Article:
Palinski-Wade added, "It's best to get your carbohydrates from whole foods, rather than from added sugar such as cane sugar." So be sure that you're reading those labels on your foods. Go for whole grains and skip the white bread.

Healthy breakfast choices are immune boosting

The right foods on your breakfast menu can actually help you stave off illnesses by boosting your immune system. Look to foods that are rich in antioxidants, which include vitamins and other nutrients that naturally assist in preventing diseases. Antioxidants are also known to reduce inflammation, which makes them a great diet resource for people who have arthritis and other illnesses that are exacerbated by swelling and inflammation. 


Even when you're not feeling well, be sure to get your antioxidants so you can feel better faster. Some great breakfast food options for this include foods rich in fiber. Registered dietitian nutritionist Isa Kujawski told Eat This, Not That!: "The dietary fiber in foods like oats feed friendly gut bacteria, which support the immune system and can also keep bad bacteria in check. The complex carbohydrates in oats also provide a steady source of slow-burning fuel for the morning to power your day and keep you feeling full." Add other antioxidants, like berries or other fruits and cinnamon to your oatmeal.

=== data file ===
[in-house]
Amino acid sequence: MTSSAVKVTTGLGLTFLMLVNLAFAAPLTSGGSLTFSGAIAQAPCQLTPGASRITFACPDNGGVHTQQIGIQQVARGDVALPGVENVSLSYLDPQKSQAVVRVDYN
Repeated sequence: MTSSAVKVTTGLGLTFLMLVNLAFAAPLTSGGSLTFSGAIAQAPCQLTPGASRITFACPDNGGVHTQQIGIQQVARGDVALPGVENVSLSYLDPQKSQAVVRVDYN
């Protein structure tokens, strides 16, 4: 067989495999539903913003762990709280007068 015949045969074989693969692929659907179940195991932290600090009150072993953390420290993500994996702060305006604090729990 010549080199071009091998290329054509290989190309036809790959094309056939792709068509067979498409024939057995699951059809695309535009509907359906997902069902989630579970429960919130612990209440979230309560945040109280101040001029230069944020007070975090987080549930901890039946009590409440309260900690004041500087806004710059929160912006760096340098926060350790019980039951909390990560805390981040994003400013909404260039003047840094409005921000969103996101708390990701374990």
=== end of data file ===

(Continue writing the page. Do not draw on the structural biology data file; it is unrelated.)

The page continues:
Consider milk alternatives

They say milk does the body good, but too much of a good thing can also be bad for you. That's why it's important to consider some of the dairy alternatives that are out there. There is a lot of controversy when it comes to animal-based milk, like the fact that adult humans aren't in need of milk and that babies should consume milk from their species alone — but milk is rich in calcium. It's also a fatty food — but is it a good fat? And, what if you're lactose intolerant? 


First, if you prefer cow's milk, be sure to pick low- or no-fat options for a healthier intake, and follow those serving suggestions so you don't take in more calories than you really need. If your real dairy products cause you stomach discomfort, there's a good chance you're lactose intolerant. Even if you're not, consider enjoying some alternatives from time to time. From soy milk, oat milk, and almond milk to lesser-known milk alternatives like pea milk, there are tons of healthy options with different flavors for you to choose from (and those alternatives can still make chocolate milk).

It gives you another chance to eat your fruits and veggies

Adding veggies to your scrambled eggs and putting fruit in your cereal and oatmeal are just a couple of the ways that breakfast ensures you're getting your required intake of fruits and vegetables. And, in case you didn't know, that daily recommended amount is five servings of vegetables and two servings of fruit. With so many different options, you'll have an endless array of choices. Veggies and fruits are heart-healthy, help with maintaining a healthy weight, and they also help fight diseases.